Acoustic Levitation of the Kilogram Measure
Shrinking Kilogram Bewilders Physicists
by Jamey Keaten for AP
September 12, 2007
Physicist Richard Davis of the International Bureau of Weights and Measures, sits next to a copy of a 118-year-old cylinder that has been the international prototype for the metric mass, in his office in Sevres, southwest of Paris, Wednesday, Sept. 12, 2007. Davis said the reference kilo appears to have lost 50 micrograms compared to the average of dozens of copies. The kilogram's inconstancy illustrates how technological progress is leaving science's most basic measurements in its dust.
A kilogram just isn't what it used to be. The 118-year-old cylinder that is the international prototype for the metric mass, kept tightly under lock and key outside Paris, is mysteriously losing weight - if ever so slightly.
Physicist Richard Davis of the International Bureau of Weights and Measures in Sevres, southwest of Paris, says the reference kilo appears to have lost 50 micrograms compared with the average of dozens of copies.
"The mystery is that they were all made of the same material, and many were made at the same time and kept under the same conditions, and yet the masses among them are slowly drifting apart," he said. "We don't really have a good hypothesis for it."
The kilogram's uncertainty could affect even countries that don't use the metric system - it is the ultimate weight standard for the U.S. customary system, where it equals 2.2 pounds. For scientists, the inconstant metric constant is a nuisance, threatening calculation of things like electricity generation.
"They depend on a mass measurement and it's inconvenient for them to have a definition of the kilogram which is based on some artifact," said Davis, who is American.
But don't expect the slimmed-down kilo to have any effect, other than possibly envy, on wary waistline-watchers: 50 micrograms is roughly equivalent to the weight of a fingerprint.
"For the lay person, it won't mean anything," said Davis. "The kilogram will stay the kilogram, and the weights you have in a weight set will all still be correct."
Of all the world's kilograms, only the one in Sevres really counts. It is kept in a triple-locked safe at a chateau and rarely sees the light of day - mostly for comparison with other cylinders shipped in periodically from around the world.
"It's not clear whether the original has become lighter, or the national prototypes have become heavier," said Michael Borys, a senior researcher with Germany's national measures institute in Braunschweig. "But by definition, only the original represents exactly a kilogram."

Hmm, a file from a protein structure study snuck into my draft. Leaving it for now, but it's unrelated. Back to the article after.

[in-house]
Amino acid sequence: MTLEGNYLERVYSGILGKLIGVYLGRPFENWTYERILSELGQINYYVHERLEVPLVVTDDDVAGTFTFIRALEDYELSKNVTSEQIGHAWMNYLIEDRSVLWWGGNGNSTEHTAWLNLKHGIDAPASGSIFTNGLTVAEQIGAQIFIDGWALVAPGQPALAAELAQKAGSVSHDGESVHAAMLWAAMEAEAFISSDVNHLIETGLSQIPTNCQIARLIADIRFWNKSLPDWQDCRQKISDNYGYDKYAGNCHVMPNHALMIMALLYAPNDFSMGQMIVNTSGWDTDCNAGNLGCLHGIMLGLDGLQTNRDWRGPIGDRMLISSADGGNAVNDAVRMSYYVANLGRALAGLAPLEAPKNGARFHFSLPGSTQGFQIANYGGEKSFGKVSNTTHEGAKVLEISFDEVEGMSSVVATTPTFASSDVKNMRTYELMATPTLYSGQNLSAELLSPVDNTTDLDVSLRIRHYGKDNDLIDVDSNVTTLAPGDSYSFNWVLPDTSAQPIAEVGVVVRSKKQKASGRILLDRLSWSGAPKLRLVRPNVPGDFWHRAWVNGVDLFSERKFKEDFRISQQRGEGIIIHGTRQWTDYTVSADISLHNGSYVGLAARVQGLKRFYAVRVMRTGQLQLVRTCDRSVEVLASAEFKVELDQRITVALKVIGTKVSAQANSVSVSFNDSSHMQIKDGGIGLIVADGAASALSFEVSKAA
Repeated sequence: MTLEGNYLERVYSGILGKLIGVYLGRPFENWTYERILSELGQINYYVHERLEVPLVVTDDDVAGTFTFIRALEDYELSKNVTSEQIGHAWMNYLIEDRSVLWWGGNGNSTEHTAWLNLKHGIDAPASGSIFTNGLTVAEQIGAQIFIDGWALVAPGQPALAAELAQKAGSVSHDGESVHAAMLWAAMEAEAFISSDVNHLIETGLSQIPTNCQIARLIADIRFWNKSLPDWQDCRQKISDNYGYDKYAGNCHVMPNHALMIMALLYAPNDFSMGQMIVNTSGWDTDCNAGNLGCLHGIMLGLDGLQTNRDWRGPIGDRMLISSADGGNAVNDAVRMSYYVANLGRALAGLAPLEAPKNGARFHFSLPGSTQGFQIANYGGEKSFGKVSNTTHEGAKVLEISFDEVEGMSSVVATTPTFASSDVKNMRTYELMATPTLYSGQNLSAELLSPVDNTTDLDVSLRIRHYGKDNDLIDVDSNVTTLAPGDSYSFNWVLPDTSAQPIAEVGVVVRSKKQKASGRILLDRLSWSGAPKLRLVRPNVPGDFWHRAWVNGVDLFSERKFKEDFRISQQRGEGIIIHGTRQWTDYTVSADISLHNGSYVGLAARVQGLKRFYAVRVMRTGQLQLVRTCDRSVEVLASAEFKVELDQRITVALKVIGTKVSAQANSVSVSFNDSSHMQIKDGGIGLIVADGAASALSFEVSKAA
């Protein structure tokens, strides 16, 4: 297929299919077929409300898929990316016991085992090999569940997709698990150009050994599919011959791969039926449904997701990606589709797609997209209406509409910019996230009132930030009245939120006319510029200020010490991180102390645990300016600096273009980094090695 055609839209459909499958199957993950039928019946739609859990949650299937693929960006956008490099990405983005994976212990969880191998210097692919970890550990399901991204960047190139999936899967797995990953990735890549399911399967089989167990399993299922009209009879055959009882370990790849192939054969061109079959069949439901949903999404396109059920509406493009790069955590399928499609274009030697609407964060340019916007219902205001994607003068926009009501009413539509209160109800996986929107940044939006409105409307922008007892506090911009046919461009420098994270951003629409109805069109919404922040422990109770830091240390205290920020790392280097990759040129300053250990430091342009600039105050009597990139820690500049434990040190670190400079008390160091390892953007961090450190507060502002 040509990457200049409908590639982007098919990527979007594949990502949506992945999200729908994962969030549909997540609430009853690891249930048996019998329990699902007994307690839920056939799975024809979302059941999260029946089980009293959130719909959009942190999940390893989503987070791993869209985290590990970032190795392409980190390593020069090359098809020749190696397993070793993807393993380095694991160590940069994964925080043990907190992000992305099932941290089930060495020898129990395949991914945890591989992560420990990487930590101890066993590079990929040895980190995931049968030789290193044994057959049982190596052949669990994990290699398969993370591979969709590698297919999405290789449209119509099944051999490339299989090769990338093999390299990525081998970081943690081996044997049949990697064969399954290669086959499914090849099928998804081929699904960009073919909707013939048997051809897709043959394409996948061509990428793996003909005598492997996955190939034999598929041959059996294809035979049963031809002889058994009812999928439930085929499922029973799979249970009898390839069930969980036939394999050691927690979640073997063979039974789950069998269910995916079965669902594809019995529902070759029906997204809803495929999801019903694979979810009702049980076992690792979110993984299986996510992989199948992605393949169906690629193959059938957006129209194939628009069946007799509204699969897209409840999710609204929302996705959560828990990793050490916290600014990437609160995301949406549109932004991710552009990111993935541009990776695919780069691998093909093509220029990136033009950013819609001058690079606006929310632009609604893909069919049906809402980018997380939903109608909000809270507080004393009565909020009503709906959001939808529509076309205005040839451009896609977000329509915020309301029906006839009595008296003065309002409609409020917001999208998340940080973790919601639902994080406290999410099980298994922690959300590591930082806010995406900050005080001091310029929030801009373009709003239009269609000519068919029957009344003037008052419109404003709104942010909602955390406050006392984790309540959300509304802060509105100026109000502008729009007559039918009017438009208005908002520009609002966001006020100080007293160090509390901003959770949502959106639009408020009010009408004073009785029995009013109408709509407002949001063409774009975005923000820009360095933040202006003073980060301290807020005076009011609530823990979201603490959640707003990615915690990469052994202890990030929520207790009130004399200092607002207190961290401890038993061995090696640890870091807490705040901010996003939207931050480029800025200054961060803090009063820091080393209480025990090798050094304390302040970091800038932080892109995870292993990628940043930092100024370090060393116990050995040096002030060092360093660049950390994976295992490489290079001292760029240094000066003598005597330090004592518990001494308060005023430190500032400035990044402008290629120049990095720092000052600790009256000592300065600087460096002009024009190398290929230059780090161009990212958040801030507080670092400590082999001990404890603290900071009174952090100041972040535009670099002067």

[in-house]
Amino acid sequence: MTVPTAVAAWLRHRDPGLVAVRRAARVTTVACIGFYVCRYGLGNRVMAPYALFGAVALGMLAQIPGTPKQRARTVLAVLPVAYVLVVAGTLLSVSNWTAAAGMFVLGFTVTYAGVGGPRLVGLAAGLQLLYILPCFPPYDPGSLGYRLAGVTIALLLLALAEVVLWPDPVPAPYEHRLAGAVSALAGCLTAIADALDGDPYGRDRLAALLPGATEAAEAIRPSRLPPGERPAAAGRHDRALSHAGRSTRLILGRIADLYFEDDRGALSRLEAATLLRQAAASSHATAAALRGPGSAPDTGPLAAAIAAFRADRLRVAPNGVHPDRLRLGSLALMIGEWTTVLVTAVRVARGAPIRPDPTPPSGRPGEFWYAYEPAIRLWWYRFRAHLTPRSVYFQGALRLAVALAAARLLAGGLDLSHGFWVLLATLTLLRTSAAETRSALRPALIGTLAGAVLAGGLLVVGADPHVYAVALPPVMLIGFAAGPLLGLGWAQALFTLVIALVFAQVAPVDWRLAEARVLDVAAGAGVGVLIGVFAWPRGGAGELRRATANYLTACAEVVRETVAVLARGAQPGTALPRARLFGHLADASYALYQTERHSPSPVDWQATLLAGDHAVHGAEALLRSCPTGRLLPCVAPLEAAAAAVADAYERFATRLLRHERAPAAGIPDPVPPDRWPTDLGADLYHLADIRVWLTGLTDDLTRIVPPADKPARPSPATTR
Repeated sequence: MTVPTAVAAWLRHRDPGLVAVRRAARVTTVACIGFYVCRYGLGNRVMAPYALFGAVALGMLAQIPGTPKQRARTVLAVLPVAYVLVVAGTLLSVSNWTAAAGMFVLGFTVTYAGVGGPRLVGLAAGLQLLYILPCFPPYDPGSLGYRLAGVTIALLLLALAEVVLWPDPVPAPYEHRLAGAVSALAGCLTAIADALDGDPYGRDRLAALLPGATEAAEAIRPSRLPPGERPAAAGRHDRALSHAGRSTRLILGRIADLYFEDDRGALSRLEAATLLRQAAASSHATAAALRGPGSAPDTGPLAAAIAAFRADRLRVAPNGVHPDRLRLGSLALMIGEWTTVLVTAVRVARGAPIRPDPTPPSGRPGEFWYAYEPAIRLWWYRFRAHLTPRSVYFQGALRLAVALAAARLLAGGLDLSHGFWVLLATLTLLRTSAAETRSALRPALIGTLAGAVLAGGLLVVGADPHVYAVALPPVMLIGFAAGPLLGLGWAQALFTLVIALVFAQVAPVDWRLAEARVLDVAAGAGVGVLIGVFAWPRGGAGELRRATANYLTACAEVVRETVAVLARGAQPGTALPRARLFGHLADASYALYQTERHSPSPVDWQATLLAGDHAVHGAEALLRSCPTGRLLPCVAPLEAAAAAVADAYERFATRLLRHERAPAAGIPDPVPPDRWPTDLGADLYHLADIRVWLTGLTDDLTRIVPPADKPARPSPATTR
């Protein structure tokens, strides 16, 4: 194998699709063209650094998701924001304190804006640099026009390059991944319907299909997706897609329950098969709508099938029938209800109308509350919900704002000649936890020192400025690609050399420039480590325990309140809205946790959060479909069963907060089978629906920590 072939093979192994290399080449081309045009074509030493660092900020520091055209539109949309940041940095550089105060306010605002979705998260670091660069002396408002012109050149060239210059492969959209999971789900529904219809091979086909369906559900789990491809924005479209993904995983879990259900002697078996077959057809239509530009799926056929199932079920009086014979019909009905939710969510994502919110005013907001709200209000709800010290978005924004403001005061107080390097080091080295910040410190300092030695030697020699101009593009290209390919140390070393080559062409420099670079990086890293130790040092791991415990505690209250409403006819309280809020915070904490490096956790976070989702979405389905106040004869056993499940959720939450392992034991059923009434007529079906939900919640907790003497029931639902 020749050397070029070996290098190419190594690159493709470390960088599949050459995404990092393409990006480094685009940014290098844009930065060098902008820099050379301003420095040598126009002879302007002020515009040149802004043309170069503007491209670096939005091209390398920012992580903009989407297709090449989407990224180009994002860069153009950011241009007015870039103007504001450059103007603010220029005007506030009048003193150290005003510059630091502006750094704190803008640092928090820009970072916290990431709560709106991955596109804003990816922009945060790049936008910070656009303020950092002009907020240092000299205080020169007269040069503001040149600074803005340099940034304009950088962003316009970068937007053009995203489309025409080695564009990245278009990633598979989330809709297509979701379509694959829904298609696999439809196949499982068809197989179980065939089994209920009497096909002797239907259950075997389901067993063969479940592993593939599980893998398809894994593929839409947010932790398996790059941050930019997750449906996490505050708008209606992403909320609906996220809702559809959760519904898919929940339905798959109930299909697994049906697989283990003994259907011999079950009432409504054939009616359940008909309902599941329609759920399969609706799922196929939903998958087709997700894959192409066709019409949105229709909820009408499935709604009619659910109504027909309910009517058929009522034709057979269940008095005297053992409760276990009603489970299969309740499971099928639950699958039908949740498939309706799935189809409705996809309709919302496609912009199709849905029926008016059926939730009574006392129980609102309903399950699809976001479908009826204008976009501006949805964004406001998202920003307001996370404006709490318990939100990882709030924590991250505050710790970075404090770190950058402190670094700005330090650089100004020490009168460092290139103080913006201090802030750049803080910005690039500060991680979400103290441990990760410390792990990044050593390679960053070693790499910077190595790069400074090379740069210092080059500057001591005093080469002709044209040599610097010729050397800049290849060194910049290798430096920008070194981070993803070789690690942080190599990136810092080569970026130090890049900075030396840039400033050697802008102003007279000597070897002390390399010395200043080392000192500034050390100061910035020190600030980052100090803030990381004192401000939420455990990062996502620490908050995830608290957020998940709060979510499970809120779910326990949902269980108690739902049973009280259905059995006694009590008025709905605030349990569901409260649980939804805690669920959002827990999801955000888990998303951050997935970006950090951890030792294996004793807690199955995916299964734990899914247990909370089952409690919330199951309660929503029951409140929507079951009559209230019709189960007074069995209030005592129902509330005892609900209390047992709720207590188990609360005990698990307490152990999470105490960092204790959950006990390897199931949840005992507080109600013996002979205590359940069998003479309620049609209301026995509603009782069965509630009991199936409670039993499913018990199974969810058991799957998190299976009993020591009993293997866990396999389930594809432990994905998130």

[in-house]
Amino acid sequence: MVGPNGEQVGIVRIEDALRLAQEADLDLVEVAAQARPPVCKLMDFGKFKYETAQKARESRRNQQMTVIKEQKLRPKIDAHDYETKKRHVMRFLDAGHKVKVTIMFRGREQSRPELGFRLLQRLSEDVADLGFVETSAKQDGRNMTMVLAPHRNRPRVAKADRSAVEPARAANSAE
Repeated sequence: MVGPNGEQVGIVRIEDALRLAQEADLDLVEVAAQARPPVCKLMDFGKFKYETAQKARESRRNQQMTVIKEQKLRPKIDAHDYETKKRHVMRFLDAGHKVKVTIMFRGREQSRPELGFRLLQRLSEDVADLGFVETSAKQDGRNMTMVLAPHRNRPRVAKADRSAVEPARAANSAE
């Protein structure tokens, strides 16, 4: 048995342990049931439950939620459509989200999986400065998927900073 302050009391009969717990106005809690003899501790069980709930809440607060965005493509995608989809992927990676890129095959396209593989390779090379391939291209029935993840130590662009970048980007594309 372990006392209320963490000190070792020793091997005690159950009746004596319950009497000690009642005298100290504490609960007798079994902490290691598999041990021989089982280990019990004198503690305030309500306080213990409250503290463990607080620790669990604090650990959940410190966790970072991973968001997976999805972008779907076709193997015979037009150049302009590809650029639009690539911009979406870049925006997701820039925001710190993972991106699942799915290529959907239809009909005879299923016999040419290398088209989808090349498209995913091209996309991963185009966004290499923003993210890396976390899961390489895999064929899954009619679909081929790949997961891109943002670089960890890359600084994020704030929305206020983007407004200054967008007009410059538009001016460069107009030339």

The kilogram's fluctuation shows how technological progress is leaving science's most basic measurements in its dust. The cylinder was high-tech for its day in 1889 when cast from a platinum and iridium alloy, measuring 1.54 inches in diameter and height.
At a November meeting of scientists in Paris, an advisory panel on measurements will present possible steps toward basing the kilogram and other measures - like Kelvin for temperature, and the mole for amount - on more precise calculations. Ultimately, policy makers from around the world would have to agree to any change.
Many measurements have undergone makeovers over the years. The meter was once defined as roughly the distance between scratches on a bar, a far cry from today's high-tech standard involving the distance that light travels in a vacuum.
One of the leading alternatives for a 21st-century kilogram is a sphere made out of a Silicon-28 isotope crystal, which would involve a single type of atom and have a fixed mass.
"We could obviously use a better definition," Davis said.
It seems that the recent physics discoveries of acoustic levitation have not been considered
by any of the investigators of these anomalies. The resonance of earth is now shifting, and strengthening levels of inaudible infrasound are altering the planet's gravity field in concentric resonant rings. This inevitably results in the ambient acoustic levitation of objects in specific places, as physically described in the equations of physicist De Aquino. This same effect is causing huge boulders to levitate into treetops in both Yellowwood and Limon Indiana State Parks.
In Sevres, France, outside Paris, the ambient levels of infrasound are subtly lessening the weight of the Kg measure studied by Dr. Davis. The weight is composed of a platinum-iridium alloy that is paramagnetic, meaning it is slightly effected by the magnetic fields being transduced by the piezoelectric bedrock of the area (from infrasound into a magnetic field). Other Kg weights are measuring differently due to differing ambient infrasound levels in their respective locations, which variably cancels the force of gravity. This can be easily proven by artificially increasing the incident infrasound levels and measuring the weightloss.
Sevres, France (48.82N 2.20E) is 2,001 miles from the deeply humming Giza pyramids, a distance that is 8.0% of the earth's circumference. This same effect of lessened gravity by focused infrasound was employed in the construction and design function of Stonehenge, an ancient sacred site that sits at 9.0% of the earth's circumference from the Giza pyramids.
Such unusual acoustic levitation is a sign that a new resonance is emerging in Sevres, and will be building gradually into a higher energy level
that has already been observed at other infrasound focal points. Extreme manifestations of this resonance are waves of piezoelectric fires that are now
simultaneously occuring in Ratria, India,
Messina, Italy, Bodibe, South Africa and Santa Barbara, USA.